ip rsvp policy local identity id1
  maximum bandwidth percent group 80
  maximum bandwidth percent single 5
 ip rsvp bandwidth percent 50 percent 10
end

The following example shows how to configure RSVP ingress bandwidth for an interface:

enable
 configure terminal
  interface tunnel 0
   ip rsvp bandwidth ingress 200

The following example shows how to configure the maximum ingress bandwidth for a group of reservations and for a single reservation respectively, in a global-based RSVP policy:

enable
 configure terminal
  ip rsvp local identity rsvp-video
   maximum bandwidth ingress group 200
   maximum bandwidth ingress single 100

The following example shows how to configure the maximum percentage of RSVP ingress bandwidth 
of an interface for a group of reservations and for a single reservation, respectively:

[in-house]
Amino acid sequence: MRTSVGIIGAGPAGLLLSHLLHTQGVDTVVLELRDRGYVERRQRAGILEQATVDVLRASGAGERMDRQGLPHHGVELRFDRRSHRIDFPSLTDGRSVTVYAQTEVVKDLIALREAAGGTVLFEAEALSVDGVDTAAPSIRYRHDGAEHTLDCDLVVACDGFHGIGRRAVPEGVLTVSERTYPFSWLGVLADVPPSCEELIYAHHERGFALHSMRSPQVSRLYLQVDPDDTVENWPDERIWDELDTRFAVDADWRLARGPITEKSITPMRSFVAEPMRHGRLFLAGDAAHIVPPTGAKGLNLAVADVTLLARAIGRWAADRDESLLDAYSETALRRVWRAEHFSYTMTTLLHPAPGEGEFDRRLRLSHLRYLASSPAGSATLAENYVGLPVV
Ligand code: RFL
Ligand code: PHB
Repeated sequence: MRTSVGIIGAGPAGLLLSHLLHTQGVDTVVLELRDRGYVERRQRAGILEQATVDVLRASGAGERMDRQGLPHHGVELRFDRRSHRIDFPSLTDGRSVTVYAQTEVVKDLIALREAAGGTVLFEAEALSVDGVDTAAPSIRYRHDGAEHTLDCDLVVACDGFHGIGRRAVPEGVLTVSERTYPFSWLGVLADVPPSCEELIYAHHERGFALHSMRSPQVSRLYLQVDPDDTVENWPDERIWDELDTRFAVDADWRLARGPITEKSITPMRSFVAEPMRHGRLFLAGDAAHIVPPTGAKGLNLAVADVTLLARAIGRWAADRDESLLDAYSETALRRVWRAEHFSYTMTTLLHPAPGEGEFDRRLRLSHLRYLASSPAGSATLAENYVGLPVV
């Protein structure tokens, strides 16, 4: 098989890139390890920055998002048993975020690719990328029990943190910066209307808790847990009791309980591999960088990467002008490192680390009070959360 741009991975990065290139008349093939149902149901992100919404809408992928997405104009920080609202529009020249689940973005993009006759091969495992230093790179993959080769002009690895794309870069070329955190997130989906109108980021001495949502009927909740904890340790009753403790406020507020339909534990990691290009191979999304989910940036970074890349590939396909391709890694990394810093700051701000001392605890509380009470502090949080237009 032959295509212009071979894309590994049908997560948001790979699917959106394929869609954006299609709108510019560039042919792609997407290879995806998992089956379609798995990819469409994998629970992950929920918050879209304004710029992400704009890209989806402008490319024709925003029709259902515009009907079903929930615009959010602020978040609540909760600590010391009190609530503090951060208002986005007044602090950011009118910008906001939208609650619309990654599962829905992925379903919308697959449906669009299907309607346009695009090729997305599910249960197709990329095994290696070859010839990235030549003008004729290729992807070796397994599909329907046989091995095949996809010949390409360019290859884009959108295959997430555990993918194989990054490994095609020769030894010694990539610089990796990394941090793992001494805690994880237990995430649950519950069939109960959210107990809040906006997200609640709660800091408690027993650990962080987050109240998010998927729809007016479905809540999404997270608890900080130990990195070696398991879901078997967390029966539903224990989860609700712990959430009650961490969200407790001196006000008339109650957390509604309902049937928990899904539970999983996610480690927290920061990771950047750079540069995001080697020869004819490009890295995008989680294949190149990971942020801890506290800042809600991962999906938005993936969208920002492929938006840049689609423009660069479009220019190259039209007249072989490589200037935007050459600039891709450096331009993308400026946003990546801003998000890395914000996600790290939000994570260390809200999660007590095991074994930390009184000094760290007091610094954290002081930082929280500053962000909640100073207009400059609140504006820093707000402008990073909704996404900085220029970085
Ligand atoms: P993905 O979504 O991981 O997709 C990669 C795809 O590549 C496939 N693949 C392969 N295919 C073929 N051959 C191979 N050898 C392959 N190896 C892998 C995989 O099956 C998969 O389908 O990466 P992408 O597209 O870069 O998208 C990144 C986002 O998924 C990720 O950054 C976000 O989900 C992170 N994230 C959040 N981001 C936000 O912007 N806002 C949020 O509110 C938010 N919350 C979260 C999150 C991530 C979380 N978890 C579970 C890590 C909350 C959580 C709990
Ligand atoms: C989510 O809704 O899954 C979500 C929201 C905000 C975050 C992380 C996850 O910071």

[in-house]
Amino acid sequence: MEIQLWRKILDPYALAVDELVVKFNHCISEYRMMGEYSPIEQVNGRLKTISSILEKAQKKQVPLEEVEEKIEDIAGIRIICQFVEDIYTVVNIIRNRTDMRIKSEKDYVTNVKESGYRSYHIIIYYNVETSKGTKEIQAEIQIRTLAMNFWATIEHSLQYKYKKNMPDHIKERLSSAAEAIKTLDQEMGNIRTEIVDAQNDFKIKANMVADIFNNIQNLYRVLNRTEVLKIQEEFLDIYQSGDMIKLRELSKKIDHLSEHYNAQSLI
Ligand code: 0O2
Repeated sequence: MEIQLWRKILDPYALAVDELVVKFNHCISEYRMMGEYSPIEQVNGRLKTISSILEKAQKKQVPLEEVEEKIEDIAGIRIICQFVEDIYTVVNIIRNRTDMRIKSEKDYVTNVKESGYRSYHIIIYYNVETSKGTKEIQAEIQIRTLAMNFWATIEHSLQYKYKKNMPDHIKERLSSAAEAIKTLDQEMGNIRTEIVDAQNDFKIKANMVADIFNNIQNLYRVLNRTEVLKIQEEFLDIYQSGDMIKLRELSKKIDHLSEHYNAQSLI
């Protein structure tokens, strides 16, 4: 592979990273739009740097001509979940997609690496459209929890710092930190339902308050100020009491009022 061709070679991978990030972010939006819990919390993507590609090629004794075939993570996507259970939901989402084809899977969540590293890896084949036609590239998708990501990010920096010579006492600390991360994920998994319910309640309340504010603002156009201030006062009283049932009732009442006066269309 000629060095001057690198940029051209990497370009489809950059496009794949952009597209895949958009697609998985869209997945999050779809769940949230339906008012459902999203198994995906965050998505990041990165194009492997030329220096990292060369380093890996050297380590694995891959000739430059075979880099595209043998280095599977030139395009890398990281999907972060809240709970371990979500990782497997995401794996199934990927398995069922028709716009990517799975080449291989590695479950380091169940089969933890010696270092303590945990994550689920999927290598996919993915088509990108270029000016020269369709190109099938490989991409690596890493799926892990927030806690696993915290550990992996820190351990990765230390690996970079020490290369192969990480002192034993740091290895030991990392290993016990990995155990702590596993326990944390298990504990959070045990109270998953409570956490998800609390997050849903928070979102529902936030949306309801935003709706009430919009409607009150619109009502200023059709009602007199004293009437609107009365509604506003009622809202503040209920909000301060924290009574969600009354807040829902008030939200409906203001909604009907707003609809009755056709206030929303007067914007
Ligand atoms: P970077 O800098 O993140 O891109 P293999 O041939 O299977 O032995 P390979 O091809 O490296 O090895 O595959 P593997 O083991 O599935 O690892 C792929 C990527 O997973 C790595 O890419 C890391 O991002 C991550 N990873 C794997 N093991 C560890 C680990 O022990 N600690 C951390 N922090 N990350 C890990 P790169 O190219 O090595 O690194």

enable
 configure terminal
  interface tunnel 0
   ip rsvp local identity rsvp-video
    maximum bandwidth ingress percent group 50
    maximum bandwidth ingress single 50

The following example shows how to verify the ingress CAC parameters on an interface:

Router# show ip rsvp ingress interface detail ethernet 1/0

interface    rsvp  in-allocated  in-i/f max  in-flow max  VRF            
Et1/0        ena   0             7500K       7500K        0 

Example: Configuring Tunnel Bandwidth Overhead

The following example shows how to configure tunnel bandwidth overhead:

configure terminal
 interface tunnel 0
  ip rsvp overhead-percent 25

  end

You can use the show ip rsvp interface, show ip rsvp interface detail and show ip rsvp reservation commands to verify the RSVP configuration parameters:

Router# show ip rsvp interface detail

Tu0:
   RSVP: Enabled
   Interface State: Up
   Bandwidth:
     Curr allocated: 10K bits/sec